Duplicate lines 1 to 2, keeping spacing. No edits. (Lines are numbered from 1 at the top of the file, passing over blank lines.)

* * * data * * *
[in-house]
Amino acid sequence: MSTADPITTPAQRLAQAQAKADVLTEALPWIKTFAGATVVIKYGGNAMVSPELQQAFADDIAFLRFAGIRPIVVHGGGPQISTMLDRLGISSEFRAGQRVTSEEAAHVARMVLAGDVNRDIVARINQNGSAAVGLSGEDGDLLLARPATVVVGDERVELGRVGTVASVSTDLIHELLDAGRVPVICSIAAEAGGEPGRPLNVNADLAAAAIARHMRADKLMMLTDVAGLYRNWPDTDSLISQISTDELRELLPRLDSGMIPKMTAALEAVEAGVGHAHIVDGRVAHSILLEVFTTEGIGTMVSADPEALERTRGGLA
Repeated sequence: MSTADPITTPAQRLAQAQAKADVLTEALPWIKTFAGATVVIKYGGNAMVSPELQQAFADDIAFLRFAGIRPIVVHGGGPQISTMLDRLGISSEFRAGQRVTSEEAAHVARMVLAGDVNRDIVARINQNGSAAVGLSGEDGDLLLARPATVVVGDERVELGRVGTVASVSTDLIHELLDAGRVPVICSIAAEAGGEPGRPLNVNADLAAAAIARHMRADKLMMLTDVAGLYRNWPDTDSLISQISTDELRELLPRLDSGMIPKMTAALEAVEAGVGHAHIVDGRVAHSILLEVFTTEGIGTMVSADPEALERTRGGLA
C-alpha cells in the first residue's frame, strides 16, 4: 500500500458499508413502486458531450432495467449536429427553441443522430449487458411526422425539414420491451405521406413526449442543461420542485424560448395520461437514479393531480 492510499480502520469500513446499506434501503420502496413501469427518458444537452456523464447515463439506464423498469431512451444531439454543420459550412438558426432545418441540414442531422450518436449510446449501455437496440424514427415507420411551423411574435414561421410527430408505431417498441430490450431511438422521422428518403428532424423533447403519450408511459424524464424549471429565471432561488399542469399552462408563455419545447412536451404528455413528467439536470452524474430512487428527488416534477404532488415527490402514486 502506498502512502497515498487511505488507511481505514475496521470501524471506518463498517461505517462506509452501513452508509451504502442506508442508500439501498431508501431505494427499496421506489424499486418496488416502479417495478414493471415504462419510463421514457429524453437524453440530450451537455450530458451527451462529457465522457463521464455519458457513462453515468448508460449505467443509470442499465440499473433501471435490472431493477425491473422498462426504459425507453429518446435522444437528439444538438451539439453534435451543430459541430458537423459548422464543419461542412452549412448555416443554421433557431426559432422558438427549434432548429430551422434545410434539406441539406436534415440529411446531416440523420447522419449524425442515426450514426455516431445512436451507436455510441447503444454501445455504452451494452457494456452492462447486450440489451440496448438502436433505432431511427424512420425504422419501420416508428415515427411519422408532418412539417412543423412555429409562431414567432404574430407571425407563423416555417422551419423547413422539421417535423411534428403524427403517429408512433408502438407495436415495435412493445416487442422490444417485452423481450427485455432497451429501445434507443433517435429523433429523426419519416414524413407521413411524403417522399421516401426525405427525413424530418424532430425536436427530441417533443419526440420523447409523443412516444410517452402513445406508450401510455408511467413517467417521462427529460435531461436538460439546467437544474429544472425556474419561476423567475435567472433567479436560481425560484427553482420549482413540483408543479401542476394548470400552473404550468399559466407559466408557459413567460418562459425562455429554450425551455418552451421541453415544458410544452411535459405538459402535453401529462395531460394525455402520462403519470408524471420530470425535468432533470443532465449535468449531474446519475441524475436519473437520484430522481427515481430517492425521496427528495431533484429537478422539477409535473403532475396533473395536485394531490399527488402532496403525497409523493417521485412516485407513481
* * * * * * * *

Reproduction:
[in-house]
Amino acid sequence: MSTADPITTPAQRLAQAQAKADVLTEALPWIKTFAGATVVIKYGGNAMVSPELQQAFADDIAFLRFAGIRPIVVHGGGPQISTMLDRLGISSEFRAGQRVTSEEAAHVARMVLAGDVNRDIVARINQNGSAAVGLSGEDGDLLLARPATVVVGDERVELGRVGTVASVSTDLIHELLDAGRVPVICSIAAEAGGEPGRPLNVNADLAAAAIARHMRADKLMMLTDVAGLYRNWPDTDSLISQISTDELRELLPRLDSGMIPKMTAALEAVEAGVGHAHIVDGRVAHSILLEVFTTEGIGTMVSADPEALERTRGGLA